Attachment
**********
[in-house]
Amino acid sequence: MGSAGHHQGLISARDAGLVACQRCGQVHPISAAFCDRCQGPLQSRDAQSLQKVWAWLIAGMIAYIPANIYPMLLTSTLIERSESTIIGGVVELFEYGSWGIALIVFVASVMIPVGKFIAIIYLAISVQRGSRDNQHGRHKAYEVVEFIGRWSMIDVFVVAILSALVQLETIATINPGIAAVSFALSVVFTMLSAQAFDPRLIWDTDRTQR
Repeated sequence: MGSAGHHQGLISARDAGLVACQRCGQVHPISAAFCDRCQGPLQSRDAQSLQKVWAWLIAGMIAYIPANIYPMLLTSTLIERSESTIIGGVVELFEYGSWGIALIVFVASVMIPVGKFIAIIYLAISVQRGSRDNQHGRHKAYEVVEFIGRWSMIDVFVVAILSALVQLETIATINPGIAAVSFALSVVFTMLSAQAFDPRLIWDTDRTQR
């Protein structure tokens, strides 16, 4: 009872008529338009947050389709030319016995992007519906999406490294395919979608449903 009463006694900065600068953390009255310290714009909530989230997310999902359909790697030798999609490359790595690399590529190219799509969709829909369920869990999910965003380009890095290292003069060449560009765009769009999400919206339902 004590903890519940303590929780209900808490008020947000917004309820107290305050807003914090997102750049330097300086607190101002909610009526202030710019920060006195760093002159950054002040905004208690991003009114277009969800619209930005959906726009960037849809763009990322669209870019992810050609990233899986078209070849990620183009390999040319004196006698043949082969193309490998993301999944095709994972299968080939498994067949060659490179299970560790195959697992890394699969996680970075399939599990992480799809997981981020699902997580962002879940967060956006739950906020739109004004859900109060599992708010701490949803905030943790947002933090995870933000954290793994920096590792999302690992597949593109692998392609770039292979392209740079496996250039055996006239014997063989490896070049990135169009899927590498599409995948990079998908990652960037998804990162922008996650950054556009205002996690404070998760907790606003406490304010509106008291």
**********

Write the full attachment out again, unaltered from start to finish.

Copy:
[in-house]
Amino acid sequence: MGSAGHHQGLISARDAGLVACQRCGQVHPISAAFCDRCQGPLQSRDAQSLQKVWAWLIAGMIAYIPANIYPMLLTSTLIERSESTIIGGVVELFEYGSWGIALIVFVASVMIPVGKFIAIIYLAISVQRGSRDNQHGRHKAYEVVEFIGRWSMIDVFVVAILSALVQLETIATINPGIAAVSFALSVVFTMLSAQAFDPRLIWDTDRTQR
Repeated sequence: MGSAGHHQGLISARDAGLVACQRCGQVHPISAAFCDRCQGPLQSRDAQSLQKVWAWLIAGMIAYIPANIYPMLLTSTLIERSESTIIGGVVELFEYGSWGIALIVFVASVMIPVGKFIAIIYLAISVQRGSRDNQHGRHKAYEVVEFIGRWSMIDVFVVAILSALVQLETIATINPGIAAVSFALSVVFTMLSAQAFDPRLIWDTDRTQR
């Protein structure tokens, strides 16, 4: 009872008529338009947050389709030319016995992007519906999406490294395919979608449903 009463006694900065600068953390009255310290714009909530989230997310999902359909790697030798999609490359790595690399590529190219799509969709829909369920869990999910965003380009890095290292003069060449560009765009769009999400919206339902 004590903890519940303590929780209900808490008020947000917004309820107290305050807003914090997102750049330097300086607190101002909610009526202030710019920060006195760093002159950054002040905004208690991003009114277009969800619209930005959906726009960037849809763009990322669209870019992810050609990233899986078209070849990620183009390999040319004196006698043949082969193309490998993301999944095709994972299968080939498994067949060659490179299970560790195959697992890394699969996680970075399939599990992480799809997981981020699902997580962002879940967060956006739950906020739109004004859900109060599992708010701490949803905030943790947002933090995870933000954290793994920096590792999302690992597949593109692998392609770039292979392209740079496996250039055996006239014997063989490896070049990135169009899927590498599409995948990079998908990652960037998804990162922008996650950054556009205002996690404070998760907790606003406490304010509106008291």